Day 2 of 5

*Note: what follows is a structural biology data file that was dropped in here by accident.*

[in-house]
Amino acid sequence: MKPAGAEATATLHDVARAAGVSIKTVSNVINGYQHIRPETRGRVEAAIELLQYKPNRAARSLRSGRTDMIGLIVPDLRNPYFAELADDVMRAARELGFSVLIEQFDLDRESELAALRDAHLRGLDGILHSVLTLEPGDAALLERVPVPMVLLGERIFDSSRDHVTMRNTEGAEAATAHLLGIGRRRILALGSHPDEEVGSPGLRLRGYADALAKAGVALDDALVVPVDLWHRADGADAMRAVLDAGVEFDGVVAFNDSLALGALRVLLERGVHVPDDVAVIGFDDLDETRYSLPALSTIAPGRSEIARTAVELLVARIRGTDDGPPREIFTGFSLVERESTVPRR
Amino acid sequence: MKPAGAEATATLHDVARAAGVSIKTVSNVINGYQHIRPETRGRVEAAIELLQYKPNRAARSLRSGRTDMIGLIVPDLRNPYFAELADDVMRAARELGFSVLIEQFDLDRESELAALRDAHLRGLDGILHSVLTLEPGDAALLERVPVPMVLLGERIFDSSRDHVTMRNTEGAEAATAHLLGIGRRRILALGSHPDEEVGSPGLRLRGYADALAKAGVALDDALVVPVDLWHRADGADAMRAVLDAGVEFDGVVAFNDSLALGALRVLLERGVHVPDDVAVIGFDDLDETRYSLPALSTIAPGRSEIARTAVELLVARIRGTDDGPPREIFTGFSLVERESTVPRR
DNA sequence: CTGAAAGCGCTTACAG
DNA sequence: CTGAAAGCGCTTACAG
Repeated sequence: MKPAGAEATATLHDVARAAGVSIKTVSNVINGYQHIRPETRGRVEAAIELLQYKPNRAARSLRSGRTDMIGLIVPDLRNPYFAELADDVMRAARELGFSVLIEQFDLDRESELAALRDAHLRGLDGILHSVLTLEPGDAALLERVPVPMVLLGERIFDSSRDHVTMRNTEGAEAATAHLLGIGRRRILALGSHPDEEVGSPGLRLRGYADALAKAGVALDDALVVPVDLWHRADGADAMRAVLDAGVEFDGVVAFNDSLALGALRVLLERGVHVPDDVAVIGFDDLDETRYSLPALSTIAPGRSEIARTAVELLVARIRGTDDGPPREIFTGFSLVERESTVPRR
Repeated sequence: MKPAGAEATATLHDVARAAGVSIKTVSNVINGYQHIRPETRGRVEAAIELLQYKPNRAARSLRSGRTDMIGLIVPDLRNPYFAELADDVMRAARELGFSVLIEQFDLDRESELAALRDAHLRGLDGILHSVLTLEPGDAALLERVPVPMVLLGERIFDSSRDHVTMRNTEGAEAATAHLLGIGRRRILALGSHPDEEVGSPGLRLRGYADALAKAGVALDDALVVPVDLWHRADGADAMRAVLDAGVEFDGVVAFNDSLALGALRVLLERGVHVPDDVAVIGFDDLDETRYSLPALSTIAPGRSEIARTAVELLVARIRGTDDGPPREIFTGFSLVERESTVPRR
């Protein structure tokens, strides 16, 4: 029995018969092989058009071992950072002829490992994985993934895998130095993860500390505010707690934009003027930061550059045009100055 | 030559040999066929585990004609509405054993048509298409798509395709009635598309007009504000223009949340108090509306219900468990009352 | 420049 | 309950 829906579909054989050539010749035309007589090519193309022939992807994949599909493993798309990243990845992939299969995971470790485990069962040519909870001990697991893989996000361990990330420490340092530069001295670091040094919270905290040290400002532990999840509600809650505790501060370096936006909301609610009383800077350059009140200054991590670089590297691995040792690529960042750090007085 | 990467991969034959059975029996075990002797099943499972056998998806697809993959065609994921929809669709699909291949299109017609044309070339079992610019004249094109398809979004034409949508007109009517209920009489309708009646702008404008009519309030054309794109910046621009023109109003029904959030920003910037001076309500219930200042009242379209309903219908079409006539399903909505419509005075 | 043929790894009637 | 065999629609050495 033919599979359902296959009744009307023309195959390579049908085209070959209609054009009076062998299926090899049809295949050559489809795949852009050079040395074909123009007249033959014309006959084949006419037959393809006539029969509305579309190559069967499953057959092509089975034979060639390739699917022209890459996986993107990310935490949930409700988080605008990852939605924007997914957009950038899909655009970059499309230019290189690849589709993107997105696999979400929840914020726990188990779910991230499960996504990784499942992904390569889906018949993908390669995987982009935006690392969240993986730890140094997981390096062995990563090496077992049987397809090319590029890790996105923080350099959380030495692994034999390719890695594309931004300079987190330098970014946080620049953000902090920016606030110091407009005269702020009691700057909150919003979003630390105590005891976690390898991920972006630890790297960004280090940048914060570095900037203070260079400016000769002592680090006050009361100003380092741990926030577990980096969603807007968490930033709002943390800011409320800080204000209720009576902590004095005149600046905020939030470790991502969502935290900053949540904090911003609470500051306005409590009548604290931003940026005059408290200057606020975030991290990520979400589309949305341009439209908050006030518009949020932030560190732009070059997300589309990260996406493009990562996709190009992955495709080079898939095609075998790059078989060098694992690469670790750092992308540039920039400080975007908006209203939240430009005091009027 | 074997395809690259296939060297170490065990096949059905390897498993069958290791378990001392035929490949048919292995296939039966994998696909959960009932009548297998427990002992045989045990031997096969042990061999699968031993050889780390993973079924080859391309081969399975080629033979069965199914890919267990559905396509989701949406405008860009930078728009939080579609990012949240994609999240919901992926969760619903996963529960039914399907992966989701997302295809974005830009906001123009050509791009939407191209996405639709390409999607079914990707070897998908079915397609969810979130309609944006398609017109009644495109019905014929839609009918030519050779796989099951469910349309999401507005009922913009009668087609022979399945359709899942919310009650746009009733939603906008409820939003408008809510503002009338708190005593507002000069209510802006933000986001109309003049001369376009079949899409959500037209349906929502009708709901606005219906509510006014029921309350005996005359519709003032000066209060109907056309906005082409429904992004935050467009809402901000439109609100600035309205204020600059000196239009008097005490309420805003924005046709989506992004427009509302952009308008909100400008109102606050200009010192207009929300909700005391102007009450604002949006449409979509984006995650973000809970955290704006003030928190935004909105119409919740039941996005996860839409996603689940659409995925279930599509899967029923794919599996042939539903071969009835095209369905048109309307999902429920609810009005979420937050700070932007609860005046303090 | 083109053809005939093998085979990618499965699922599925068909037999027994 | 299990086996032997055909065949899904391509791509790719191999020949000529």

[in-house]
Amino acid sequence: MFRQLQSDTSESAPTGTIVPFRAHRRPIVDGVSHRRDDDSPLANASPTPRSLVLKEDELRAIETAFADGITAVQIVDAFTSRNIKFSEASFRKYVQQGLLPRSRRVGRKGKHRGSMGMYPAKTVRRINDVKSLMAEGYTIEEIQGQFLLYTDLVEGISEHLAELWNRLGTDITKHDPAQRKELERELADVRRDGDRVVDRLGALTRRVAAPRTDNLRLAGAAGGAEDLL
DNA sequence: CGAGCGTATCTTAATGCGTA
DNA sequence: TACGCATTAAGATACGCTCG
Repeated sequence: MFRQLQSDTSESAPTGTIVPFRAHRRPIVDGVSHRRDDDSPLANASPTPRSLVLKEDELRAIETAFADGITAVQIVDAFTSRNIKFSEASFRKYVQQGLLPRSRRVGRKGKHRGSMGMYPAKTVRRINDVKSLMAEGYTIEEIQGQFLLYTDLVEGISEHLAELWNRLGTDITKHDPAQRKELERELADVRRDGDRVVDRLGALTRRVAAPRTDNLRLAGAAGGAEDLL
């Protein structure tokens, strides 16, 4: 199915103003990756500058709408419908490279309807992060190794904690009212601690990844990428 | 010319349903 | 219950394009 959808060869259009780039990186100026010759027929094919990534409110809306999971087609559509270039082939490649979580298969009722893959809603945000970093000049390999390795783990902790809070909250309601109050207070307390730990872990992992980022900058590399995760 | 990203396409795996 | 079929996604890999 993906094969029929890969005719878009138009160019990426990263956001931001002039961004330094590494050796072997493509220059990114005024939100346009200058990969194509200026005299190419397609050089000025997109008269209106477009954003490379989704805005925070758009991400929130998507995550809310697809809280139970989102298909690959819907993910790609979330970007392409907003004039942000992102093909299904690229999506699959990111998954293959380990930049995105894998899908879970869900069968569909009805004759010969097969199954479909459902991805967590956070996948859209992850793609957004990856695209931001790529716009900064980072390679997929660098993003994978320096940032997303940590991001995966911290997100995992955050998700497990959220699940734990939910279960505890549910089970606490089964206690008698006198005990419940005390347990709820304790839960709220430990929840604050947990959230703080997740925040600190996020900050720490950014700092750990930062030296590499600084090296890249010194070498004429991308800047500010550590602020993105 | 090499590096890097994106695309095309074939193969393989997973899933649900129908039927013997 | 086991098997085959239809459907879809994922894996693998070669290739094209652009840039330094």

Wednesday, July 26, 2017 We were both up early since we went to bed early. It was a gorgeous morning and the water was like glass. After breakfast I got one of my favorite pictures from all of my trips up here to date. We broke down camp quickly and scooted on over to the one mile portage along the Upper Basswood Falls. We did fish from shore at the base of the falls and Ron caught a really nice pike about 26" or so. Back in the canoe and headed on down the river. At the end of the portage I did catch a tiny smallmouth, but it was my first BWCA smallmouth ever. We took the U.S. portage around the Wheelbarrow Falls and fished in the rapids for a while with no luck. There were starting to be more and more people around. We made it to the Lower Basswood Falls and the camp site under the falls was open. I reluctantly took it because Ron wanted to stop. I did agree that we should spend some time fishing here although I really wanted to get to Friday Bay because I had heard great things about it. We set up camp quickly and got right to fishing. Before we got out in the canoe I caught a nice pike right under the rapids by camp We marked fish just about everywhere with current and 15-20 ft. of water. They didn't bite until later in the evening when we caught a few smallmouth and one walleye. Still not the amount of fish we were looking for. I took some cool videos and pictures of the falls from camp while Ron cooked dinner. Ron and I relaxed around camp after dinner and just took in how spectacular the Lower Basswood Falls were. My only complaint about this campsite is alot of people come to see the falls so you kind of feel like a zoo animal when you are hanging around camp. We hung around the fire for a while before retiring for the night. It was very soothing to be hummed to sleep by the white noise of the falls that night.